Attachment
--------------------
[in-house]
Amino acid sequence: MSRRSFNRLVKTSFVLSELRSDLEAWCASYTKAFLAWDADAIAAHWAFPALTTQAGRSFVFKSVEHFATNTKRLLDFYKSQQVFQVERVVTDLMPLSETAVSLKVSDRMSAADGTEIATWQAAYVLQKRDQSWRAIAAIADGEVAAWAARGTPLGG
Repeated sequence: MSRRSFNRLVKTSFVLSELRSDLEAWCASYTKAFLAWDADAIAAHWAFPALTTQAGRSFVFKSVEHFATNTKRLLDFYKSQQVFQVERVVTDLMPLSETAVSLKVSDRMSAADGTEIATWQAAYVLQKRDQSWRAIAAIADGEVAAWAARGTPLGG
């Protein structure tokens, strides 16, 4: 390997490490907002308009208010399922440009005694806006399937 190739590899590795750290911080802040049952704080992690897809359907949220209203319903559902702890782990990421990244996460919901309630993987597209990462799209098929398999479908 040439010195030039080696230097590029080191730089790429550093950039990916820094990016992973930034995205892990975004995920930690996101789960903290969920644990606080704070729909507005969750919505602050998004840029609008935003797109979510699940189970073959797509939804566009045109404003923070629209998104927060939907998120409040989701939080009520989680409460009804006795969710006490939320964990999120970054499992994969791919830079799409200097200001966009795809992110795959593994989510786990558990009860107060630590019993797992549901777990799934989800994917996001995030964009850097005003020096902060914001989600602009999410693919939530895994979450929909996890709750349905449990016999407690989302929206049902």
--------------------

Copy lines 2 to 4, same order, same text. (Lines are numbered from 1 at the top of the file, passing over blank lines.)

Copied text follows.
Amino acid sequence: MSRRSFNRLVKTSFVLSELRSDLEAWCASYTKAFLAWDADAIAAHWAFPALTTQAGRSFVFKSVEHFATNTKRLLDFYKSQQVFQVERVVTDLMPLSETAVSLKVSDRMSAADGTEIATWQAAYVLQKRDQSWRAIAAIADGEVAAWAARGTPLGG
Repeated sequence: MSRRSFNRLVKTSFVLSELRSDLEAWCASYTKAFLAWDADAIAAHWAFPALTTQAGRSFVFKSVEHFATNTKRLLDFYKSQQVFQVERVVTDLMPLSETAVSLKVSDRMSAADGTEIATWQAAYVLQKRDQSWRAIAAIADGEVAAWAARGTPLGG
């Protein structure tokens, strides 16, 4: 390997490490907002308009208010399922440009005694806006399937 190739590899590795750290911080802040049952704080992690897809359907949220209203319903559902702890782990990421990244996460919901309630993987597209990462799209098929398999479908 040439010195030039080696230097590029080191730089790429550093950039990916820094990016992973930034995205892990975004995920930690996101789960903290969920644990606080704070729909507005969750919505602050998004840029609008935003797109979510699940189970073959797509939804566009045109404003923070629209998104927060939907998120409040989701939080009520989680409460009804006795969710006490939320964990999120970054499992994969791919830079799409200097200001966009795809992110795959593994989510786990558990009860107060630590019993797992549901777990799934989800994917996001995030964009850097005003020096902060914001989600602009999410693919939530895994979450929909996890709750349905449990016999407690989302929206049902």